LifeSiteNews draws attention to an article by the admirable auxiliary Bishop Athanasius Schneider of Kazakhstan. It was Bishop Schneider, from a devout German Catholic family exiled to this former Soviet satellite state where he was born, who wrote “Dominus Est”, a heartfelt plea for reverent reception of Holy Communion: kneeling and on the tongue. Growing up in a remote area in which there were only a tiny fraction of Catholics and where priests could only rarely visit to celebrate Mass and the other Sacraments made Schneider aware of the profundity of Communion – something which in the West we often take for granted.
Here he writes that the high rates of abortion in Kazakhstan are a legacy of the “atheist and materialistic Marxist ideology” of the Soviet era. He is also highly critical of EU attempts to force member states to accept abortion, warning that there is a real danger of the loss of “the national, cultural, moral and religious values of the European peoples… a danger of losing all those human and spiritual riches that the Christian faith has produced on the European continent during 2,000 years.”
Yet he is also hopeful that pressures from the West, which he describes as “the new hedonistic mentality”, will not prevail in his homeland, despite the long-term effects of Communism, commenting that among “the peoples of the East, natural law on sex and marriage between man and woman is so deeply rooted that the homosexualist ideology will not have a real or substantial chance…”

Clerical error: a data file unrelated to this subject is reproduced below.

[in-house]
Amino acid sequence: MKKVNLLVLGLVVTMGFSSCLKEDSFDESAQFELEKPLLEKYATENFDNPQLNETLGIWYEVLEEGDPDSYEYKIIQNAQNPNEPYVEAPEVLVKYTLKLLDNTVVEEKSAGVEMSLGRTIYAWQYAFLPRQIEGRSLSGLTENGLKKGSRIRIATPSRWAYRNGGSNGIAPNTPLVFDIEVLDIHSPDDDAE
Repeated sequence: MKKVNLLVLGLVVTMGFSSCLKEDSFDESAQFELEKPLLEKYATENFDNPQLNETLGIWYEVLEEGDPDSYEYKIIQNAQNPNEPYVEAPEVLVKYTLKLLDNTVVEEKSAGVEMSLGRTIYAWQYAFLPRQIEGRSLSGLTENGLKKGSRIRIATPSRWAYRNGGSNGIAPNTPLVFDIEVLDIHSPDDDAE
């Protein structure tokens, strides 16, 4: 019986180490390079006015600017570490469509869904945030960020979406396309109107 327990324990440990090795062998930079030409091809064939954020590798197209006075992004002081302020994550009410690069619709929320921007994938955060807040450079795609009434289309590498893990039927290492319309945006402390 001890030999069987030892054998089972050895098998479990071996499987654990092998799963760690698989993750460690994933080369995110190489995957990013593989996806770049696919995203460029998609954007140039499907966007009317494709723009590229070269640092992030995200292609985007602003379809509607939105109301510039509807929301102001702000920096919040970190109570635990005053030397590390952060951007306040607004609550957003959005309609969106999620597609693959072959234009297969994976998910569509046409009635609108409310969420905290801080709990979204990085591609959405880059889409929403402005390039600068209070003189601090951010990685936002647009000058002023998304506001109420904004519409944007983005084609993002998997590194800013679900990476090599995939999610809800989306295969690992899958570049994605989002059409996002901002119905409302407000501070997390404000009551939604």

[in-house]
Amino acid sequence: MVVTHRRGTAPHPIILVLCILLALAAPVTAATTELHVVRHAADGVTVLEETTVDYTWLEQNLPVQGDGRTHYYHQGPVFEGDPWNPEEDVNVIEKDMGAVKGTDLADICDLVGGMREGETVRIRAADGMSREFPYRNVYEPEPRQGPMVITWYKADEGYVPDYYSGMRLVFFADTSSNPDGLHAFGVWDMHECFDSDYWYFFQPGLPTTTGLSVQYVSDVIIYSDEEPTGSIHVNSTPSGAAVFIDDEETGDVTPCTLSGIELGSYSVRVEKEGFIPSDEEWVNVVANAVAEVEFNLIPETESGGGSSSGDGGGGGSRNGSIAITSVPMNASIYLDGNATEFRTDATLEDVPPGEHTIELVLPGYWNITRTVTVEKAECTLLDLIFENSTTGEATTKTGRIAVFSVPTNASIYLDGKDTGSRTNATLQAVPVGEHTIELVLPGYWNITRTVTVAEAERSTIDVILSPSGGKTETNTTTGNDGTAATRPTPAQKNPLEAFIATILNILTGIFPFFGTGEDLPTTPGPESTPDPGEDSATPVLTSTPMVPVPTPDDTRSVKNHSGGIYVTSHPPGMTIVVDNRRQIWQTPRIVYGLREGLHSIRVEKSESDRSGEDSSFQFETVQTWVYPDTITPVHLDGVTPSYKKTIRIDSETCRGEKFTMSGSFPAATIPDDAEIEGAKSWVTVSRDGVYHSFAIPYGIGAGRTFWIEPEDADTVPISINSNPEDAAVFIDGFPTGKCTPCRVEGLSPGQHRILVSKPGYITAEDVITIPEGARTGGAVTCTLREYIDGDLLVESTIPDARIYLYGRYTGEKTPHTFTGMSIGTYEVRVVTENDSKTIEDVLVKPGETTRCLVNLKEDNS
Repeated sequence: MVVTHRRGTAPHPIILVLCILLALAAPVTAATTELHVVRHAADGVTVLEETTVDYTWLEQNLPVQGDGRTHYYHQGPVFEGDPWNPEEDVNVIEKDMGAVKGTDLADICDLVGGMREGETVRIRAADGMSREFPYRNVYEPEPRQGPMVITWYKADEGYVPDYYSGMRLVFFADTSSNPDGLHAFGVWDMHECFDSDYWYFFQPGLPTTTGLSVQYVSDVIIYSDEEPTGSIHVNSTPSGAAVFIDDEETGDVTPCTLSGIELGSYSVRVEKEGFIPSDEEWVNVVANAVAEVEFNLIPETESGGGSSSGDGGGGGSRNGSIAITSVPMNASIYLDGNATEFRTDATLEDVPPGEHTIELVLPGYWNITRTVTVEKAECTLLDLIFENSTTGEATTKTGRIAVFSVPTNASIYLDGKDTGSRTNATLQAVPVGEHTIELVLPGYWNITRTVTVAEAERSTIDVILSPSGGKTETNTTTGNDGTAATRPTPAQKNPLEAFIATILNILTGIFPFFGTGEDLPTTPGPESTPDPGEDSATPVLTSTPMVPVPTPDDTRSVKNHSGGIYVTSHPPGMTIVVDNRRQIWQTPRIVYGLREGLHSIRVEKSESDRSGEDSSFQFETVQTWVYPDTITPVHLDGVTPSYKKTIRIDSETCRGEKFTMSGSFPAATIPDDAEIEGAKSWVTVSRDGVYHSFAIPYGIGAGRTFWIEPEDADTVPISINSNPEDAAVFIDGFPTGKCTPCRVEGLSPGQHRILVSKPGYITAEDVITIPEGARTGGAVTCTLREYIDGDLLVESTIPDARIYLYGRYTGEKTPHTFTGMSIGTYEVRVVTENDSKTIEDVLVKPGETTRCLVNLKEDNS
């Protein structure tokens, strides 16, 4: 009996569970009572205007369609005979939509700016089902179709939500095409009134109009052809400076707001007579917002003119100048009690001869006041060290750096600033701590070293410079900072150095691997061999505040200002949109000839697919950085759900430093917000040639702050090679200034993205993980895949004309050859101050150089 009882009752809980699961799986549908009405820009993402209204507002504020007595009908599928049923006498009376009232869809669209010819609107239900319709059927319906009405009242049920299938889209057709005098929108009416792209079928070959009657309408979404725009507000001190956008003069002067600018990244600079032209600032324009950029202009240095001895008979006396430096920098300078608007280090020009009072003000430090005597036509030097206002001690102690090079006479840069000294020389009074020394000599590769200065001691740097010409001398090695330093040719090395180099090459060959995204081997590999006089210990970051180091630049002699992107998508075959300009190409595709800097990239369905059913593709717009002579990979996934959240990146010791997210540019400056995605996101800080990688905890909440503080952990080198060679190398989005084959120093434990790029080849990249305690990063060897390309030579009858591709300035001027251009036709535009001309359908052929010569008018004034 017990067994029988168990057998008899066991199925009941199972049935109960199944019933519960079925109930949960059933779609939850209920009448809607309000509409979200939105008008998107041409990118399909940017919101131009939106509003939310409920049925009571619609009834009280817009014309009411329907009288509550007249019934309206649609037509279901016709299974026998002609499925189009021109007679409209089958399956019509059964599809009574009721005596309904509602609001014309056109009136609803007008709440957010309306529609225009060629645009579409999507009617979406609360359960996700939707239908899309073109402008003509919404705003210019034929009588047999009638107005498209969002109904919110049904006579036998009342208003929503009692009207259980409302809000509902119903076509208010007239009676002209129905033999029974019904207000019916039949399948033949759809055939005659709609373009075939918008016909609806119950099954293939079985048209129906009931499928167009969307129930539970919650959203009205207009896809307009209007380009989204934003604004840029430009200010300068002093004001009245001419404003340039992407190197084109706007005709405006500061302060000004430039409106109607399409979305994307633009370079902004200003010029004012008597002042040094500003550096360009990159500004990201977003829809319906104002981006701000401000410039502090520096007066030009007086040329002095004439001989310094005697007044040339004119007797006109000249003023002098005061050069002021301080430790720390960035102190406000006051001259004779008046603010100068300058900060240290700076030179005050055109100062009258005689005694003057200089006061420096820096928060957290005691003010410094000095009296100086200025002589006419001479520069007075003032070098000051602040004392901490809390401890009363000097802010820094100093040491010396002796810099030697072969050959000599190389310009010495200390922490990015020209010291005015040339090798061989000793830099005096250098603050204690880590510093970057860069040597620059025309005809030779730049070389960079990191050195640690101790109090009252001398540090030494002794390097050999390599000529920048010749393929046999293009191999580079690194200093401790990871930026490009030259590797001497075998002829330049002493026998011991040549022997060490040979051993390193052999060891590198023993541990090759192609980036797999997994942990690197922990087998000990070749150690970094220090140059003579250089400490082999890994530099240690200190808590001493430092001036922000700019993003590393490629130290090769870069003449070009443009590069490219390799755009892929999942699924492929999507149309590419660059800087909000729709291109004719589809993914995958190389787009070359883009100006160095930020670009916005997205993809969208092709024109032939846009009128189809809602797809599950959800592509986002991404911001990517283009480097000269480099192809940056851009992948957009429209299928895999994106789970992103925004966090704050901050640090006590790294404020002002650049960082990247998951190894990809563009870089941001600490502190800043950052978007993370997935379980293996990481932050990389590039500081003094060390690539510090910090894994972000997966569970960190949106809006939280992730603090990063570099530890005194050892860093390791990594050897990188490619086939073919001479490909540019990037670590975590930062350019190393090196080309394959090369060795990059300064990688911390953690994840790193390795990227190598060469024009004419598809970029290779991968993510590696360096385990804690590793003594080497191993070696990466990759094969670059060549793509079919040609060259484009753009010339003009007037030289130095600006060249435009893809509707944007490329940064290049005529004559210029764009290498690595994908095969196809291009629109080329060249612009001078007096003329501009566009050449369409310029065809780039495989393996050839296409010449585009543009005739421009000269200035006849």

Bishop Schneider’s highlighting of the evils of abortion that he sees in the social malaise of Kazakhstan is supported by Pope Francis’s new apostolic exhortation, Evangelii Gaudium. Far from thinking that the Church is wrongly “obsessed” with the subject, as the media spin on his interview in La Civilta Cattolica in August chose to interpret it, the Pope makes it clear in Section III, paragraph 213 that protection of unborn life is a fundamental concern, that underlies all other considerations of human dignity: “Among the vulnerable for whom the Church wishes to care with particular love and concern are unborn children, the most defenceless and innocent among us…”, he writes, pointing out – as Bishop Schneider knows from his own diocesan experience, that “this defence of unborn life is closely linked to the defence of each and every other human right…” In other words, if you campaign about human dignity wherever and however it is attacked, you have to begin at the beginning – with the dignity of unborn life.
According to Bishop Schneider, the pro-life movement in Kazakhstan may be small but it is also effective, slowly helping people to understand that to save a life matters “since before the eyes of God one soul is like an entire world.”